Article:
The National Guard Cannot Seize Ballots

National Guard officers unload an armoured vehicle filled with soldiers outside of the courthouse in Kenosha, Wis., August 30, 2020.
(Jim Vondruska/Reuters)

From that much-discussed “wargame” that played out various election scenarios and foresaw catastrophes in every scenario except a landslide win for Joe Biden:

In one exercise, for instance, Team Trump’s repeated allegations of fraudulent mail-in ballots led National Guard troop to destroy thousands of ballots in Democratic-leaning ZIP codes, to applause on social media from Trump supporters.

The Republicans in this exercise were played by former Republican National Committee chairman Michael Steele, conservative commentator Bill Kristol, and former Kentucky secretary of state Trey Grayson, according to Rosa Brooks, organizer and co-founder of the Transition Integrity Project.

I suppose if you believe your opponents are remorselessly evil, you can have the character you’re playing do just about anything. In the real world, a National Guard troop or officer who destroyed ballots would be committing a crime. The president of the United States and the federal government do not determine what is and what is not a valid ballot; state governments and state laws do. A president’s declaration that a ballot is invalid carries no legal weight.

18 U.S.C. § 241 states:

If two or more persons conspire to injure, oppress, threaten, or intimidate any person in any State, Territory, Commonwealth, Possession, or District in the free exercise or enjoyment of any right or privilege secured to him by the Constitution or laws of the United States, or because of his having so exercised the same; or

If two or more persons go in disguise on the highway, or on the premises of another, with intent to prevent or hinder his free exercise or enjoyment of any right or privilege so secured—

They shall be fined under this title or imprisoned not more than ten years, or both; and if death results from the acts committed in violation of this section or if such acts include kidnapping or an attempt to kidnap, aggravated sexual abuse or an attempt to commit aggravated sexual abuse, or an attempt to kill, they shall be fined under this title or imprisoned for any term of years or for life, or both, or may be sentenced to death.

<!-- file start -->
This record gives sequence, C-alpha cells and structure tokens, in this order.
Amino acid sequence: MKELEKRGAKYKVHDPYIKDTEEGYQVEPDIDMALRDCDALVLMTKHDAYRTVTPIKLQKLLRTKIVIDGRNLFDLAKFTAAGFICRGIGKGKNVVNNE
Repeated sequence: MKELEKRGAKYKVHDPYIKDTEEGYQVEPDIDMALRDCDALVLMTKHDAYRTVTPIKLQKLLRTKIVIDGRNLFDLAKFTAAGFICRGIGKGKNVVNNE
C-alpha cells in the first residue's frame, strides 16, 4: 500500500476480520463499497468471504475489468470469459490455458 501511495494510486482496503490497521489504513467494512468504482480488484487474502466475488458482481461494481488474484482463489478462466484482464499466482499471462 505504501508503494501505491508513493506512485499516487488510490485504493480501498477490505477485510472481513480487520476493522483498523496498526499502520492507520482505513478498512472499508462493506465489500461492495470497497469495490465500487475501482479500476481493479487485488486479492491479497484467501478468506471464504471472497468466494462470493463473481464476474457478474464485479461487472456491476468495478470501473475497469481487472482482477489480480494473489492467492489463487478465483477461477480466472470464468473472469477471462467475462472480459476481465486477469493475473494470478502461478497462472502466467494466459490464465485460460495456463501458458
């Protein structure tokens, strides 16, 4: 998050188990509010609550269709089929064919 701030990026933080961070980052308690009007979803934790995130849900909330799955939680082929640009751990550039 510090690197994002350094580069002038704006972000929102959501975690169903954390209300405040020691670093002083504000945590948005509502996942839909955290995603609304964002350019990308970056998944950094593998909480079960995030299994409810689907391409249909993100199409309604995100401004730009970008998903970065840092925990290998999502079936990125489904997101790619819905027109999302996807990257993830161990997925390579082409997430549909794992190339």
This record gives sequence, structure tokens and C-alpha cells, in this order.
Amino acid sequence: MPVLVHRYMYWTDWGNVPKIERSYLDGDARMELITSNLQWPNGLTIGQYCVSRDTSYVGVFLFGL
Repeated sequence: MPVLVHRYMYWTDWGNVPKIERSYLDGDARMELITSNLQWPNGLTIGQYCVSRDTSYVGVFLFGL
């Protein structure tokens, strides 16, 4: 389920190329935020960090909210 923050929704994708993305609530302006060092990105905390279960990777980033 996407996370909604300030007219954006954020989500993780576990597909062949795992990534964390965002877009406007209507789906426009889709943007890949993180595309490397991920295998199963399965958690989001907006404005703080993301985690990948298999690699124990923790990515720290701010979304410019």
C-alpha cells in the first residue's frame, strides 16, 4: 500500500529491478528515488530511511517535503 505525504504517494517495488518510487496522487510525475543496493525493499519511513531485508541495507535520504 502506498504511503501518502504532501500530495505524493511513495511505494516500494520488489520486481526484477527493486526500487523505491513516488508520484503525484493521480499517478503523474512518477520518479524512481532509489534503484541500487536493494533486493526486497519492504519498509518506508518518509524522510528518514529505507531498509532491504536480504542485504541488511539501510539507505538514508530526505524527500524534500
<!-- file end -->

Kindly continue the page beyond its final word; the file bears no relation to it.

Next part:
And this law has been used to prosecute those who destroyed ballots in the past.

Soldiers are legally obligated to follow lawful orders, but not unlawful ones. Under the U.S. Code of Military Justice, a soldier’s decision to follow an unlawful order can result in criminal penalties. An order to destroy cast ballots would be obviously and transparently illegal. In fact, the question of whether the ballot is legally cast is moot; the soldier has no legal authority to destroy the ballot. While U.S. National Guard members have participated in election-support activities — usually in civilian clothing — they have never had a role in determining the validity of ballots. It is really difficult to imagine any National Guard members believing that they are authorized to destroy ballots — particularly when ordered to do so by one of the candidates on the ballot!

That war game didn’t seem to be all that interested in simulating the real world; it appeared set upon acting out the most paranoid fantasies of the president’s critics. I’m surprised the stand-ins for the Trump campaign didn’t just choose to nuke the major cities the day before the election to ensure victory.

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